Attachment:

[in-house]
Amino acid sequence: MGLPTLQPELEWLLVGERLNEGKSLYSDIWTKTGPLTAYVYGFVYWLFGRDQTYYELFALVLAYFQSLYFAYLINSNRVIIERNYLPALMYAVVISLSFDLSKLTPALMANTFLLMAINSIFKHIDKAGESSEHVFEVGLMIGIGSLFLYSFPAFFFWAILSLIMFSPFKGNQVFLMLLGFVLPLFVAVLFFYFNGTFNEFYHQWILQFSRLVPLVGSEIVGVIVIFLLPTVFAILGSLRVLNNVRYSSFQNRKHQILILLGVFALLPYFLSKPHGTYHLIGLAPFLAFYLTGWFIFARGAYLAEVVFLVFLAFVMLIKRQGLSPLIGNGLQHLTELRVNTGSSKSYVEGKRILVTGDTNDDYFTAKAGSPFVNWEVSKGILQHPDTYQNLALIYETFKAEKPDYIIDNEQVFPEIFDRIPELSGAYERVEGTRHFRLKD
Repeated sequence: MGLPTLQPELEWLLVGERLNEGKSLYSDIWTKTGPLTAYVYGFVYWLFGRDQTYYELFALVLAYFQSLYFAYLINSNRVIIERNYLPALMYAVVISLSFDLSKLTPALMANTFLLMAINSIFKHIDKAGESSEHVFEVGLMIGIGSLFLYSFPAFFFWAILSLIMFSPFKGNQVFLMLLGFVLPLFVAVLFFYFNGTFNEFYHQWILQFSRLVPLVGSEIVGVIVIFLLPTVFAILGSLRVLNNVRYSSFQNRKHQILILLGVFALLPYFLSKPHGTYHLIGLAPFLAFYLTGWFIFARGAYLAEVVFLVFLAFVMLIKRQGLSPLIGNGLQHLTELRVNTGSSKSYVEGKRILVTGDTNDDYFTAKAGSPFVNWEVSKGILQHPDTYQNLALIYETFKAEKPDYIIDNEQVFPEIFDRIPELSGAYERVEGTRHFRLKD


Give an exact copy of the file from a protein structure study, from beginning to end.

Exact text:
[in-house]
Amino acid sequence: MGLPTLQPELEWLLVGERLNEGKSLYSDIWTKTGPLTAYVYGFVYWLFGRDQTYYELFALVLAYFQSLYFAYLINSNRVIIERNYLPALMYAVVISLSFDLSKLTPALMANTFLLMAINSIFKHIDKAGESSEHVFEVGLMIGIGSLFLYSFPAFFFWAILSLIMFSPFKGNQVFLMLLGFVLPLFVAVLFFYFNGTFNEFYHQWILQFSRLVPLVGSEIVGVIVIFLLPTVFAILGSLRVLNNVRYSSFQNRKHQILILLGVFALLPYFLSKPHGTYHLIGLAPFLAFYLTGWFIFARGAYLAEVVFLVFLAFVMLIKRQGLSPLIGNGLQHLTELRVNTGSSKSYVEGKRILVTGDTNDDYFTAKAGSPFVNWEVSKGILQHPDTYQNLALIYETFKAEKPDYIIDNEQVFPEIFDRIPELSGAYERVEGTRHFRLKD
Repeated sequence: MGLPTLQPELEWLLVGERLNEGKSLYSDIWTKTGPLTAYVYGFVYWLFGRDQTYYELFALVLAYFQSLYFAYLINSNRVIIERNYLPALMYAVVISLSFDLSKLTPALMANTFLLMAINSIFKHIDKAGESSEHVFEVGLMIGIGSLFLYSFPAFFFWAILSLIMFSPFKGNQVFLMLLGFVLPLFVAVLFFYFNGTFNEFYHQWILQFSRLVPLVGSEIVGVIVIFLLPTVFAILGSLRVLNNVRYSSFQNRKHQILILLGVFALLPYFLSKPHGTYHLIGLAPFLAFYLTGWFIFARGAYLAEVVFLVFLAFVMLIKRQGLSPLIGNGLQHLTELRVNTGSSKSYVEGKRILVTGDTNDDYFTAKAGSPFVNWEVSKGILQHPDTYQNLALIYETFKAEKPDYIIDNEQVFPEIFDRIPELSGAYERVEGTRHFRLKD